“Know the rules well, so you can break them effectively.”

Dalai Lama XIV

While attending the 2014 Sundance Film Festival, I saw how much technology has democratized the film-making process. The modern exploration of filmmaking is all about breaking the rules.

Technology has allowed the average person aspiring to be a filmmaker to do the following: raise money, shoot, and produce the film that once only lived in their dreams. With new technologies and tools readily accessible to everyone who can get their hands on them, independent films have seen quite an explosion in the last couple years; over 12,000 films were submitted to Sundance this year, up from 9,000 in 2010.

Major advancements in phone, video, and audio technology give filmmakers the chance to enter a golden age, similar to what the television business is going through today, with innovative programs appearing not just on the networks but also on cable channels and even Netflix. The leaps and bounds in the actual technology that powers our phones, from companies like Apple and Samsung, have altered not only the way people behave with one another, but how people create content. Every one of us who owns a phone has the capability of being a photographer and filmmaker, and those already in those professions can elevate their skills with various apps such as Instagram and many others. Apps create a layer, on top of the technology, adding additional help to enhance this raw form of content. For instance, Instagram brilliantly transforms average photos into beautiful masterpieces that only professional photographers could do in the past.

So here are three rules that used to be sacrosanct in Hollywood, and rules that I saw beautifully broken at Sundance.

Rule No. 1: You need a traditional camera to shoot a film.

At Sundance, one particular film stuck out among the rest in regards to this new technological indie breakthrough: “Olive.” “Olive” was a film that was shot using only a cell phone. The only lens for this film was the very device that seamlessly fits into our pockets, that we all use to text, call, take photos, and record events. Talk about thinking outside the box.

“Technology is radically restructuring the film business by making storytelling through beautiful film easier and cheaper to shoot, support, and distribute,” said Chris Kelly, former Facebook chief privacy officer and executive producer of “Olive.”” With the proper support, this will mean more and better filmmaking in all lengths and genres. We’re headed toward a renaissance in independent film if we can cultivate the proper ecosystem.”

Rule No. 2: You need traditional sources of funding.

Beyond the new mobile technologies and apps that support content making, the financing of films has changed for independent films. New platforms like Kickstarter and Indiegogo help people find the right audience and supporters to back their movies. In turn, filmmakers can build an audience early on, gaining support from those who believe in the cause. Take, for instance another hot film (literally) that was screened at Sundance this year: “Sriracha.” The film was able to raise $21,000 from the cult following of fans of the hot sauce Sriracha from all over the world. This not only confirmed the demand in this type of film, but actually helped producer Griffin Hammond to produce this film. In addition, these platforms help build an audience and fanbase that is passionate by contributing financially to the making of the film.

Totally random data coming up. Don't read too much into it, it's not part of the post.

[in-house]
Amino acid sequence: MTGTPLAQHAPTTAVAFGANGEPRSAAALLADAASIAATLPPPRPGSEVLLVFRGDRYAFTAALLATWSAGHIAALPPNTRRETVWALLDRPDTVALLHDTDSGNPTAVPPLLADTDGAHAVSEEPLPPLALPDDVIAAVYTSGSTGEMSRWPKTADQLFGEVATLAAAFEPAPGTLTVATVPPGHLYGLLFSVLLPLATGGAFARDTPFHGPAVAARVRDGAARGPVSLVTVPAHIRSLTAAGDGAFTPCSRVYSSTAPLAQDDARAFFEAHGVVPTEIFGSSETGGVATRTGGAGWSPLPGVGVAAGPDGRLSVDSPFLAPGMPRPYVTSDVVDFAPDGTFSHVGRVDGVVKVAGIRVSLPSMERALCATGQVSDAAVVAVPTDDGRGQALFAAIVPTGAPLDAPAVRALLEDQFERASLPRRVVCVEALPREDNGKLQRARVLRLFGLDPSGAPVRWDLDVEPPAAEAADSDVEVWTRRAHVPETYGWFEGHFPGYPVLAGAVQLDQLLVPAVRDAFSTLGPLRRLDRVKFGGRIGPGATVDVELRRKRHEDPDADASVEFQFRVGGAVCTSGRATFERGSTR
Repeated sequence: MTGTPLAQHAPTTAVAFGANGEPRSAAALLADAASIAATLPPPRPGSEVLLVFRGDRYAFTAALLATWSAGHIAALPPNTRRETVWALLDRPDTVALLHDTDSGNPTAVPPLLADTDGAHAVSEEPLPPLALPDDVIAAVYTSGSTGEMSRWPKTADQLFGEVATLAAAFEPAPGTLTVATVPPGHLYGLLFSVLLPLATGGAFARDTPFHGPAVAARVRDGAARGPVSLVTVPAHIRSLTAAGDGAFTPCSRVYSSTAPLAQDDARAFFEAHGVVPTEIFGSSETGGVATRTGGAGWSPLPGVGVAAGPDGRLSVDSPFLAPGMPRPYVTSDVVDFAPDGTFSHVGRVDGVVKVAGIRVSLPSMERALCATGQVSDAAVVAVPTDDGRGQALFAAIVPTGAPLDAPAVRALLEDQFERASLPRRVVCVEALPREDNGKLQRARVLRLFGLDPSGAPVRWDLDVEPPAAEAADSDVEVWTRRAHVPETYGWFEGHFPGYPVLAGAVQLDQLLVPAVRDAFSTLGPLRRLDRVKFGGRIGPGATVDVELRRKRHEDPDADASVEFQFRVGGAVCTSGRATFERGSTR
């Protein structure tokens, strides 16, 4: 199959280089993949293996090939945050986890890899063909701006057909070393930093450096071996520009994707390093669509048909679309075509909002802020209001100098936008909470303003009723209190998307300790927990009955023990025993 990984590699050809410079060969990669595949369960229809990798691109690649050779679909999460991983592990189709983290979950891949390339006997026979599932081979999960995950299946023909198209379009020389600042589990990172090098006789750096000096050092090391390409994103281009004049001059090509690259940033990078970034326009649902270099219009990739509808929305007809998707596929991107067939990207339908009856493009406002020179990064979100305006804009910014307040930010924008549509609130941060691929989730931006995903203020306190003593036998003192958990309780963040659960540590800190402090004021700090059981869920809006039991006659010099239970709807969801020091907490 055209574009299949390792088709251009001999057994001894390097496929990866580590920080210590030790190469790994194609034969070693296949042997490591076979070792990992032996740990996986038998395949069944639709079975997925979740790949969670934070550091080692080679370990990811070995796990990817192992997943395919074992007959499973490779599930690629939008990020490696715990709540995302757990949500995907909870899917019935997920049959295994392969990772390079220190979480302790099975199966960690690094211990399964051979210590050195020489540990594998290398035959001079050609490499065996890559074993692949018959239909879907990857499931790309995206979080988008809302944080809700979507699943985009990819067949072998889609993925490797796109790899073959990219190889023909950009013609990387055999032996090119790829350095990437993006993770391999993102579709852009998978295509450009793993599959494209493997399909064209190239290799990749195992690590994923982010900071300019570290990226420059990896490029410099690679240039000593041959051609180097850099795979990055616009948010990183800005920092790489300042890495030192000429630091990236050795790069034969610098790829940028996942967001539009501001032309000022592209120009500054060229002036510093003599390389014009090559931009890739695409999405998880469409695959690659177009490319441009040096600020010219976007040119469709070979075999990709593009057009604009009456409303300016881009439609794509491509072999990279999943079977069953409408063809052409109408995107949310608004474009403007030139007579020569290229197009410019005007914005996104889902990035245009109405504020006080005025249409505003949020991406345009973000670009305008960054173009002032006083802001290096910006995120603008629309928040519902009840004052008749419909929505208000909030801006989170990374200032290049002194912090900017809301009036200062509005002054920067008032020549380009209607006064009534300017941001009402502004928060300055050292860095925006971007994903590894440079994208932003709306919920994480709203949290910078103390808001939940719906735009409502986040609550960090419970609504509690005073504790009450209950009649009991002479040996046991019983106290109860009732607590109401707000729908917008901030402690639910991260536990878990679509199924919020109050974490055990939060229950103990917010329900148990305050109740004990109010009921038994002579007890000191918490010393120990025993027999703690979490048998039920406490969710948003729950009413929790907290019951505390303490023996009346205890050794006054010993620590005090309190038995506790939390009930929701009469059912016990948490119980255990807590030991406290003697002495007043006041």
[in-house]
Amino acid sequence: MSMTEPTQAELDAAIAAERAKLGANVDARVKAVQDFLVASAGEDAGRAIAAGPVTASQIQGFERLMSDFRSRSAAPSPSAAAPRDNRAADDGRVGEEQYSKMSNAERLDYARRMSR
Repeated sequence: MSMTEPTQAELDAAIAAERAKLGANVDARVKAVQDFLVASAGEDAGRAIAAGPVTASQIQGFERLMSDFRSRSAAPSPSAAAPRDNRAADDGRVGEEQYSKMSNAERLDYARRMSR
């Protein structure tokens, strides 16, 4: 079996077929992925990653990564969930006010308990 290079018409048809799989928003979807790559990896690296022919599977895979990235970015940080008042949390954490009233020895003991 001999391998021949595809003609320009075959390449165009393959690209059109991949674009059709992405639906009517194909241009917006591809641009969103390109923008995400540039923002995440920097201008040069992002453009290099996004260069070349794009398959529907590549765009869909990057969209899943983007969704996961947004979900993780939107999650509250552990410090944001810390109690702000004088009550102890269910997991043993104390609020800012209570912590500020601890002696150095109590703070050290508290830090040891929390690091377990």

“Like any filmmaker’s passion project, this is a story I needed to tell, and was willing to go into debt form” said Hammond. “But I wondered—for all of Sriracha’s fans—if I could find an audience willing to purchase the film in advance. I asked for $5,000, unsure if I could achieve funding in 30 days, but we hit our goal in eight hours. In one month, we raised 400 percent of the goal, which directly impacted the scope of the film. I was able to add a trip to Thailand to uncover Sriracha’s origin story.”

Rule No. 3: Films need to be at least 90 minutes long.

Beyond the leveling of the playing field when it comes to being able to finance, produce, and shoot a film, the length of films is also changing. “Sriracha” again broke the mold when it came a non-traditional length for a film. Perhaps motivated and inspired from his previous position at YouTube, the filmmaker limited “Sriracha” to only 30 minutes. Google, another technology giant, has managed to alter the very length of content we produce and watch. There are other apps emphasizing video in much shorter forms – Vine, Instagram video, Lightt, YouTube, among many others. It is no surprise that filmmaking is beginning to experiment with different lengths of films. Heck, even SnapChat is a form of short video making.

“At film festivals, I enjoy the short documentary category most,” said Hammond. “I like tightly edited video. Most of my work is under 10 minutes, so a 33-minute documentary is the longest, most expensive and ambitious project I’ve embarked on. A feature-length version would’ve taken me too long to complete, and that’s not my style. I can’t let length dictate the story—the story sets the length. A fast-paced 33 minutes is all I need to share everything you need to know about Sriracha.”

The Sundance of 2014 was a perfect creative storm merging the latest technologies of today, with passionate filmmakers who have a new-found ability to raise capital on new platforms, shoot on new affordable devices, and experiment in shorter forms of content that one could do before. Massive improvements in devices like phones, cameras, and videos, at a very affordable price, have given people the ability to become their own filmmakers. Additional support from apps helps to diversify the existing content and make the average person a more refined, professional and stylized editor just as much as professionals in the past.

So, where and when is the next film festival?